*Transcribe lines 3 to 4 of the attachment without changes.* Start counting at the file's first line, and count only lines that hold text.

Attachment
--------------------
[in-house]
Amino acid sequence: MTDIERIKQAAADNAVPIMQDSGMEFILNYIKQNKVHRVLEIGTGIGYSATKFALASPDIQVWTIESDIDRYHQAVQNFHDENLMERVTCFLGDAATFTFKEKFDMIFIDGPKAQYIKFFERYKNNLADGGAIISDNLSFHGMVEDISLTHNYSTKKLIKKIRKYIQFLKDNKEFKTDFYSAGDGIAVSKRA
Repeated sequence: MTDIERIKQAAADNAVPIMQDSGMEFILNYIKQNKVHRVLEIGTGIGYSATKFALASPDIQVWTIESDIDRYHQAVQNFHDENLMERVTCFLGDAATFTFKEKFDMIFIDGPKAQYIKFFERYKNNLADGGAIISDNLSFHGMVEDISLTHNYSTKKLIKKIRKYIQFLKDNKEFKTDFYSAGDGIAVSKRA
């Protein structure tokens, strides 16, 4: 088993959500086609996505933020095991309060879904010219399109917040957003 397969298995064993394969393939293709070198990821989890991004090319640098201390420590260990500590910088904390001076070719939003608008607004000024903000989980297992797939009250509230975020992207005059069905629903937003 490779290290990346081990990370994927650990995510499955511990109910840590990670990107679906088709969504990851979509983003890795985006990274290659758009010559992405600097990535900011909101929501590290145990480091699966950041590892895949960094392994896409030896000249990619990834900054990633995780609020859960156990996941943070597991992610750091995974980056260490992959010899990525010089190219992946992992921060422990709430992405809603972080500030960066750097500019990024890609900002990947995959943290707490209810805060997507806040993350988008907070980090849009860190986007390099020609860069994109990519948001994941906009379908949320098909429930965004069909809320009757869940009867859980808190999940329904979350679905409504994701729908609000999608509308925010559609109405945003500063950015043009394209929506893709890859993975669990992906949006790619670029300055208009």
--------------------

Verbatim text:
Repeated sequence: MTDIERIKQAAADNAVPIMQDSGMEFILNYIKQNKVHRVLEIGTGIGYSATKFALASPDIQVWTIESDIDRYHQAVQNFHDENLMERVTCFLGDAATFTFKEKFDMIFIDGPKAQYIKFFERYKNNLADGGAIISDNLSFHGMVEDISLTHNYSTKKLIKKIRKYIQFLKDNKEFKTDFYSAGDGIAVSKRA
């Protein structure tokens, strides 16, 4: 088993959500086609996505933020095991309060879904010219399109917040957003 397969298995064993394969393939293709070198990821989890991004090319640098201390420590260990500590910088904390001076070719939003608008607004000024903000989980297992797939009250509230975020992207005059069905629903937003 490779290290990346081990990370994927650990995510499955511990109910840590990670990107679906088709969504990851979509983003890795985006990274290659758009010559992405600097990535900011909101929501590290145990480091699966950041590892895949960094392994896409030896000249990619990834900054990633995780609020859960156990996941943070597991992610750091995974980056260490992959010899990525010089190219992946992992921060422990709430992405809603972080500030960066750097500019990024890609900002990947995959943290707490209810805060997507806040993350988008907070980090849009860190986007390099020609860069994109990519948001994941906009379908949320098909429930965004069909809320009757869940009867859980808190999940329904979350679905409504994701729908609000999608509308925010559609109405945003500063950015043009394209929506893709890859993975669990992906949006790619670029300055208009």